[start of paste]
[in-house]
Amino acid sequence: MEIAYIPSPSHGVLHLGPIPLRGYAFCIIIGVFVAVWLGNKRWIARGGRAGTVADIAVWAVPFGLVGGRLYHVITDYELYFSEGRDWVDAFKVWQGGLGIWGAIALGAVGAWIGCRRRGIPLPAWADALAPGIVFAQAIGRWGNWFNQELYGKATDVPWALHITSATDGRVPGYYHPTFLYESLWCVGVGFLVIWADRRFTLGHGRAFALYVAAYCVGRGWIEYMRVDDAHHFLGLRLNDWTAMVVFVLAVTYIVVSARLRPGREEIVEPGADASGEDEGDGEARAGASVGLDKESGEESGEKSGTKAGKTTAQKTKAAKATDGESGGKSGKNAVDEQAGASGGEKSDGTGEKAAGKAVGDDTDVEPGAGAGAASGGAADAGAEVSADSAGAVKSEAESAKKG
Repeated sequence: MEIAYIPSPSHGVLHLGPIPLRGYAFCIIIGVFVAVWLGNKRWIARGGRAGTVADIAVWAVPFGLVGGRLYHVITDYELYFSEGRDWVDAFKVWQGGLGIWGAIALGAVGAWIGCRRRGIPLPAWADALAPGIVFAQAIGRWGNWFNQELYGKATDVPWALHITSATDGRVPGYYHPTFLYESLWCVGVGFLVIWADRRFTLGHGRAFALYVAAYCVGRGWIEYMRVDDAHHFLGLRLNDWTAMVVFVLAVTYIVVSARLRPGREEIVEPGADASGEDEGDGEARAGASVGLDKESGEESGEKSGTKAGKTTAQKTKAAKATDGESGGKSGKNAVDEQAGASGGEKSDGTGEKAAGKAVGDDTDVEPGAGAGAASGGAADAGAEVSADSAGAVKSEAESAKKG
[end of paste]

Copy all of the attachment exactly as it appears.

[in-house]
Amino acid sequence: MEIAYIPSPSHGVLHLGPIPLRGYAFCIIIGVFVAVWLGNKRWIARGGRAGTVADIAVWAVPFGLVGGRLYHVITDYELYFSEGRDWVDAFKVWQGGLGIWGAIALGAVGAWIGCRRRGIPLPAWADALAPGIVFAQAIGRWGNWFNQELYGKATDVPWALHITSATDGRVPGYYHPTFLYESLWCVGVGFLVIWADRRFTLGHGRAFALYVAAYCVGRGWIEYMRVDDAHHFLGLRLNDWTAMVVFVLAVTYIVVSARLRPGREEIVEPGADASGEDEGDGEARAGASVGLDKESGEESGEKSGTKAGKTTAQKTKAAKATDGESGGKSGKNAVDEQAGASGGEKSDGTGEKAAGKAVGDDTDVEPGAGAGAASGGAADAGAEVSADSAGAVKSEAESAKKG
Repeated sequence: MEIAYIPSPSHGVLHLGPIPLRGYAFCIIIGVFVAVWLGNKRWIARGGRAGTVADIAVWAVPFGLVGGRLYHVITDYELYFSEGRDWVDAFKVWQGGLGIWGAIALGAVGAWIGCRRRGIPLPAWADALAPGIVFAQAIGRWGNWFNQELYGKATDVPWALHITSATDGRVPGYYHPTFLYESLWCVGVGFLVIWADRRFTLGHGRAFALYVAAYCVGRGWIEYMRVDDAHHFLGLRLNDWTAMVVFVLAVTYIVVSARLRPGREEIVEPGADASGEDEGDGEARAGASVGLDKESGEESGEKSGTKAGKTTAQKTKAAKATDGESGGKSGKNAVDEQAGASGGEKSDGTGEKAAGKAVGDDTDVEPGAGAGAASGGAADAGAEVSADSAGAVKSEAESAKKG